Tool-assisted movies (4)

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Brain Age (also known as Dr. Kawashima's Brain Training) is a puzzle game designed on the premise of exercising your brain. In this run, for example, the idea is to solve a series of simple mathematical puzzles.
And yet, the answers given... are not exactly what you'd expect.
The same author of the previous run brings you a set of 51 new ... answers, with extra time taken to provide you, the viewer, with the greatest possible attention to detail. Additionally, the increased detail provides a higher level of difficulty, to prevent the number recognition from checking the answer before the image is complete.
If you liked how this movie abuses a drawing recognition system, also see the trouble that TAS tools bring to a text recognition system.
Published on 2/10/2011

Sonic Colors (2010) is a fast-paced platform game for the Nintendo DS featuring Sega's mascot Sonic the Hedgehog. It makes good use of the dual screens, having Sonic freely zipping from screen to screen, and also features unique "wisp" powerups, which turn Sonic into various other fast-moving objects.
Here, VanillaCoke makes very good use of the superhuman speed and reactions of tool assistance to navigate Colors much faster than a human ever could. Sonic's motion is very carefully tracked at all times to ensure the fastest possible completion. You can read the author's comments for more information.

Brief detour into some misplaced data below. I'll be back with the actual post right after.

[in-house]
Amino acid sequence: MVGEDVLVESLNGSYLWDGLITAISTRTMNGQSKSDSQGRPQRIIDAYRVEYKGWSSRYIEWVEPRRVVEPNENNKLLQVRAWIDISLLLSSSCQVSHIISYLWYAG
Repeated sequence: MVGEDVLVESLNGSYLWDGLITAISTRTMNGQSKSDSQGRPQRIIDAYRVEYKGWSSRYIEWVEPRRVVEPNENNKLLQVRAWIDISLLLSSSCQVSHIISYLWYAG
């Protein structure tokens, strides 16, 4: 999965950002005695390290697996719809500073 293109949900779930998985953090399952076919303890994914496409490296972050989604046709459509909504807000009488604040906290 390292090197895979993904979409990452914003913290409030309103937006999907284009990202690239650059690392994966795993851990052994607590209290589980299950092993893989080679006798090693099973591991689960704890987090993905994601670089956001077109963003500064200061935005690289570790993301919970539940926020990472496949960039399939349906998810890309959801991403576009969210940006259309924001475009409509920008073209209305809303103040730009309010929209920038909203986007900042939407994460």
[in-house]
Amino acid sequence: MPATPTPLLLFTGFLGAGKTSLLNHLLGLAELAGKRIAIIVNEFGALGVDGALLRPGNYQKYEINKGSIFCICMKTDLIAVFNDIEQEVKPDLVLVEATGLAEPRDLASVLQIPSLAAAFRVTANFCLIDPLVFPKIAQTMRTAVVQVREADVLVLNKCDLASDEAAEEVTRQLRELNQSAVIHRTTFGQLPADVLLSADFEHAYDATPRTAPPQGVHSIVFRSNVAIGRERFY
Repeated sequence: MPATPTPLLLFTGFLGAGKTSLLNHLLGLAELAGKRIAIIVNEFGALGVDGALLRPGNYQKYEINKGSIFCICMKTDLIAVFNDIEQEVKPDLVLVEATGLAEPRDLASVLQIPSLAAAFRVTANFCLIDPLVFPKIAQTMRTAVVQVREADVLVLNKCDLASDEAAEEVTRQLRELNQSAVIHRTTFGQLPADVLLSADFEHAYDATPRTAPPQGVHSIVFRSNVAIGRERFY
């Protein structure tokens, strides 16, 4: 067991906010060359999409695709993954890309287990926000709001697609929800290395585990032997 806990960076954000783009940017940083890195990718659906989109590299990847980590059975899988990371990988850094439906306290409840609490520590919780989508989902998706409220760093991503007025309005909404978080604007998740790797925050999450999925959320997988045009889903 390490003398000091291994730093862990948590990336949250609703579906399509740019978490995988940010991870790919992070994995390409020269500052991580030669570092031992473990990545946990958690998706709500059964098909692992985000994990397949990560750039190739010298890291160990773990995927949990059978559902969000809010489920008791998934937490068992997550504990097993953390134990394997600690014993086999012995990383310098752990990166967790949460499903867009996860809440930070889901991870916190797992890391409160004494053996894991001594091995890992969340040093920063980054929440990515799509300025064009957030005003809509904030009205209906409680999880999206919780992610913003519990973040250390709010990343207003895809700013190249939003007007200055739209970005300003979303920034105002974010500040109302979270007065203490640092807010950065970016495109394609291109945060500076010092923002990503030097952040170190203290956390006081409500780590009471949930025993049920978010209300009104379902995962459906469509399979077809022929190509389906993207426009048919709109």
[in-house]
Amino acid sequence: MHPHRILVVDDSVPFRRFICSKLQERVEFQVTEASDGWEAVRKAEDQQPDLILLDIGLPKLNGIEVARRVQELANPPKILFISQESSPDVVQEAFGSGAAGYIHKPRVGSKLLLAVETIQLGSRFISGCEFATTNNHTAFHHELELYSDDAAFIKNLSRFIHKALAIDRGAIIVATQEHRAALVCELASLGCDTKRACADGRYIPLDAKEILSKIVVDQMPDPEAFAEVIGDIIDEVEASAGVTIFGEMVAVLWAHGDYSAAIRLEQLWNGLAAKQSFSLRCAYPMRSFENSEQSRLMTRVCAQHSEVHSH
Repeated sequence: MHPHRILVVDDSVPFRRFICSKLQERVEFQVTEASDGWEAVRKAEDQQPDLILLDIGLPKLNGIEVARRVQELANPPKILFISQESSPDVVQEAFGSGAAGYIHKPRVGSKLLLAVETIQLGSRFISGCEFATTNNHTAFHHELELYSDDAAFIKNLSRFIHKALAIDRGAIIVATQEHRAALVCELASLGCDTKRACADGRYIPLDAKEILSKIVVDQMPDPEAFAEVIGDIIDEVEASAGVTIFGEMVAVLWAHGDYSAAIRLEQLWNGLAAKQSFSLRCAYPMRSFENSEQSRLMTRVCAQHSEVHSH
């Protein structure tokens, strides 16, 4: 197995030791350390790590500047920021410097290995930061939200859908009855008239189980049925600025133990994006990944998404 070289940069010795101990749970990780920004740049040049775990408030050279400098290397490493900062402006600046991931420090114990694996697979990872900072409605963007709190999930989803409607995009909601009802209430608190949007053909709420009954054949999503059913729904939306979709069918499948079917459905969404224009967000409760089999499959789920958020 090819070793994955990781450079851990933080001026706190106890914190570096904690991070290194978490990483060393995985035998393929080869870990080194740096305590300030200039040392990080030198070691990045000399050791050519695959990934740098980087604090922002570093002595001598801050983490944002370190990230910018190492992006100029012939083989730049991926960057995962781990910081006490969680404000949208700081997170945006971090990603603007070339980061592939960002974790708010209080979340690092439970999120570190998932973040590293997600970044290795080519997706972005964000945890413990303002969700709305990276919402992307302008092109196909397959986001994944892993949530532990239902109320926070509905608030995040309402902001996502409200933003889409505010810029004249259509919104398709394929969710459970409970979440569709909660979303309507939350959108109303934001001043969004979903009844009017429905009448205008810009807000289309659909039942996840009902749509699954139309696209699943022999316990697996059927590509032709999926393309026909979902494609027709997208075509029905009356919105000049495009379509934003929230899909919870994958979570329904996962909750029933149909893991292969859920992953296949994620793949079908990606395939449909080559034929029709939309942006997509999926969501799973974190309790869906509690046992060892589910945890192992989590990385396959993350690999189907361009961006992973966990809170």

Published on 5/11/2012

Spider-Man: Shattered Dimensions is a DS Spidey game released in 2010, featuring prominent Metroidvania and beat-em-up elements. It shares the same game engine with Web of Shadows and Daniel X.
This time around, Spidey decides to delay saving the universe by collecting a bunch of upgrades, much to the anger of Madame Web.
This run completes the game with all items collected, which includes all health and abilities. This is different from 100%, which would require obtaining all achievements.
Published on 12/28/2015

Super Scribblenauts is the sequel to Scribblenauts, a puzzle game for the DS consisting of spawning any object from a database of thousands of possibilities (from "chair" to "God") to solve given situations. It is fundamentally the same game with two major novelties: the possibility to add adjectives (a color, a size, a state, etc.) to the objects we want to summon and the possibility to use the D-Pad to control Maxwell, the protagonist of both games, in addition to the touch screen, the only possible input method in the first installment.
This TAS completes the 10 main worlds of Super Scribblenauts. Speed is not the main goal; instead, the levels are completed in funny or unusual ways.
Published on 7/22/2013


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